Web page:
Friday, October 31, 2008

Until we meet again, Father Michele

I was literally stunned to read the very sad news of Father Michele Piccirillo’s passing. Jordan has lost a true friend who gave 40 out of 64 years of his life to a cause that gave so much to so many. Although I did not know him very well personally,  his presence  as a scholar working for greater understanding of history as a means to peace, his impassioned advocacy of archaeological preservation and above all his spirituality and love for the land embodied in his work at Mount Nebo, has left its mark on a region and its people so desperate for peace. 

We can only hope that the call by Father Bader to honour the memory of this great man, will also include preserving the sanctity and integrity of the land surrounding Mount Nebo.

I can only pray that ‘his will be done’ ….

Thank you for all that you do, Father Michele, may you rest in peace.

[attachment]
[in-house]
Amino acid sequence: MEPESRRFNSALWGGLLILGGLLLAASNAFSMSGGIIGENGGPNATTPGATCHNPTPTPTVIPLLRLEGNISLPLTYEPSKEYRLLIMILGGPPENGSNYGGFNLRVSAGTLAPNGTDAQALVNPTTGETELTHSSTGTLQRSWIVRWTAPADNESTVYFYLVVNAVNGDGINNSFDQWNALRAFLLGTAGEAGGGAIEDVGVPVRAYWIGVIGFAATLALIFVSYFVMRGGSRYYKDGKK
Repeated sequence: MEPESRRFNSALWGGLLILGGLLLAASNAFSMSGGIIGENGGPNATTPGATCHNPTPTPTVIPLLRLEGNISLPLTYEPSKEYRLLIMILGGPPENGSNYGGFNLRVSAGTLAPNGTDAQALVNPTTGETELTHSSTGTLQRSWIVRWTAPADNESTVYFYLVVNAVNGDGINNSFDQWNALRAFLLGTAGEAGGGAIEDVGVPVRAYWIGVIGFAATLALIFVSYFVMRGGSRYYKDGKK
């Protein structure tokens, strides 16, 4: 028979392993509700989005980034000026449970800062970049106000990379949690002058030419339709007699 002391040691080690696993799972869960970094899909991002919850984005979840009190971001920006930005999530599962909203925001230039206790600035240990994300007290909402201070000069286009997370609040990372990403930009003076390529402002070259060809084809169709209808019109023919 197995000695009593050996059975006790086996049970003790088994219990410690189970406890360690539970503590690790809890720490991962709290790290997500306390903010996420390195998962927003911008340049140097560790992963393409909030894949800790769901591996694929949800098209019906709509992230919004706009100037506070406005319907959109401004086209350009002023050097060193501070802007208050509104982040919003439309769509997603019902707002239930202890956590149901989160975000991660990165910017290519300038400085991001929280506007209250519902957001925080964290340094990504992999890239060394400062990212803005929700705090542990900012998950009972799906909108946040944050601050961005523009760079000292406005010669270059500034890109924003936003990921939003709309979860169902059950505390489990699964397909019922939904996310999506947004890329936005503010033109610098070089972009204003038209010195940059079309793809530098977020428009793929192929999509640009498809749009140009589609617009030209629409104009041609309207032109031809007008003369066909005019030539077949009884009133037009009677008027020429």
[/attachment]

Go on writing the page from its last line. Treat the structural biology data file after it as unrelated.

Monday, October 20, 2008

hooray for the Ministry of Social Development!

I always felt sorry for this ministry and reckoned it was one of the most difficult portfolios in the government. They have suffered from a high turnover of ministers and inappropriate appointments - how on earth can an army officer manage this ministry (as nice as he might be)?

So, this morning I was at the opening of a regional conference for police officers on family protection and sitting behind me was an old friend whom I had not seen for a long time. He was the head social worker at the Family Protection Department (police) and is now head of the family department at the ministry. He was telling me that they are now putting orphaned children in foster care instead of in an institute. I think this is an absolutely fantastic initiative. Those institutes were not the places to bring up children. I asked if prospective parents ask for girls or boys (being worried that the girls might be used as maids) and he said absolutely not and they have very high criteria before fostering is allowed and close follow up.